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Thuja occidentalis

Northern White Cedar

Family Cupressaceae


Use
Tea. A tea can be made from the foliage and bark.


Description

Growth Form: Tree growing 30' to 50' tall and 10' to 15' wide.

Leaves: Needles are small and scale-like (2mm long). Scale-like, overlap forming flattened rope-like shoots in planes. Dark-green with a resinous gland on the back.

 

Northern White Cedar (Emily Silver, Ponkapoag Bog)
Leaves

Northern White Cedar (Emily Silver, Ponkapoag Bog)
Bark



Flowers:
Monoecious at tips of branches.

Fruits: Small cones with overlapping scales. Half inch long.

Bark: Gray on the surface and reddish-brown in the furrows.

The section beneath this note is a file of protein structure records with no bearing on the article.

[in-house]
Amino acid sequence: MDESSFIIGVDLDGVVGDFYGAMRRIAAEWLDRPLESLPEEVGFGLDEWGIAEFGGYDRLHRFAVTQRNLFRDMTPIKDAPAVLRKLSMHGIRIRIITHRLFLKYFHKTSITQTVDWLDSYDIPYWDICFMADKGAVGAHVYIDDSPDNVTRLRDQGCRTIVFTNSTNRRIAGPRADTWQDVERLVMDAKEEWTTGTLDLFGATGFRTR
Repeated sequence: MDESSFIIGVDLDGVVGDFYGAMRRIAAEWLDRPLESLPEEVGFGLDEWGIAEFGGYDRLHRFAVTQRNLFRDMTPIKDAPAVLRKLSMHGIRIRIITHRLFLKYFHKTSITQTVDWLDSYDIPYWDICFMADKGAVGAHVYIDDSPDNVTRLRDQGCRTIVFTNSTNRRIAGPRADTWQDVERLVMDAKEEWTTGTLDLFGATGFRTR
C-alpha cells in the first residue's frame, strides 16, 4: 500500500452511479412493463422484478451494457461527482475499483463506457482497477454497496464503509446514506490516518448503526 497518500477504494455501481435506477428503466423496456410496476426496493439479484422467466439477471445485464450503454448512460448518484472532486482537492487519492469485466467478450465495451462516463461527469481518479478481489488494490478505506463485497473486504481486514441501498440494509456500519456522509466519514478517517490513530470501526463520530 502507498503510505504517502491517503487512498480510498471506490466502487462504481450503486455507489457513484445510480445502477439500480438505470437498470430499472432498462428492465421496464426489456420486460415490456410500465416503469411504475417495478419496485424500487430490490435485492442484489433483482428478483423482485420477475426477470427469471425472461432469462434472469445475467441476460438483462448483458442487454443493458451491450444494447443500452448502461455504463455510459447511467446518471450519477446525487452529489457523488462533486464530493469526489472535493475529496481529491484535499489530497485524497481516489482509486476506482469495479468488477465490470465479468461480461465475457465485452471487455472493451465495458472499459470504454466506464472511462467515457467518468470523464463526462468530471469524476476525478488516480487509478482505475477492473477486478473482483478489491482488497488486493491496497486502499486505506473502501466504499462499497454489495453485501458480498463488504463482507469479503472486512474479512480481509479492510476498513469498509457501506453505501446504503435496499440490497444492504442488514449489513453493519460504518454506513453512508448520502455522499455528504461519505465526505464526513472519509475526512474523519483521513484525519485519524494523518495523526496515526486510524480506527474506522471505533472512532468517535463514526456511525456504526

Habitat and Range

Moist, deep, loamy soil. Can tolerate acidic soil. Northeastern United States.

Season

Year Round.

Northern White Cedar (Emily Silver, Ponkapoag Bog)
Base


Fun Facts

A favorite food of deer. The name arborvitae or "tree of life" is from the 16th century when the French explorer Cartier learned from the Indians how to use the tree's foliage to treat scurvy.

 

 
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